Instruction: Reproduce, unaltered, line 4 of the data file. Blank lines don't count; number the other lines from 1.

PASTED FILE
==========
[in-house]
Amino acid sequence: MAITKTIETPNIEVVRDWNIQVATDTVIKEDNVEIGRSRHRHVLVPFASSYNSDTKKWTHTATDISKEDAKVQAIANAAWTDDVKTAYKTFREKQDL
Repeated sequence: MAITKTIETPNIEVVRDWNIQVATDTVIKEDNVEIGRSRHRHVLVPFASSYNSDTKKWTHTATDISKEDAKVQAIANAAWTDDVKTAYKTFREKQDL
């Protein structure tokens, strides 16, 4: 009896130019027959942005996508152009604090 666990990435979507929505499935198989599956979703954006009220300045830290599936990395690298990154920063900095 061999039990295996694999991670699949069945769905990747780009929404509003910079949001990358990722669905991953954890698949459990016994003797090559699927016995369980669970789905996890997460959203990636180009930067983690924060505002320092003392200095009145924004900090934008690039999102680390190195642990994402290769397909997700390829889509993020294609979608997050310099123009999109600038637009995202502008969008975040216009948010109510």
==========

């Protein structure tokens, strides 16, 4: 009896130019027959942005996508152009604090 666990990435979507929505499935198989599956979703954006009220300045830290599936990395690298990154920063900095 061999039990295996694999991670699949069945769905990747780009929404509003910079949001990358990722669905991953954890698949459990016994003797090559699927016995369980669970789905996890997460959203990636180009930067983690924060505002320092003392200095009145924004900090934008690039999102680390190195642990994402290769397909997700390829889509993020294609979608997050310099123009999109600038637009995202502008969008975040216009948010109510």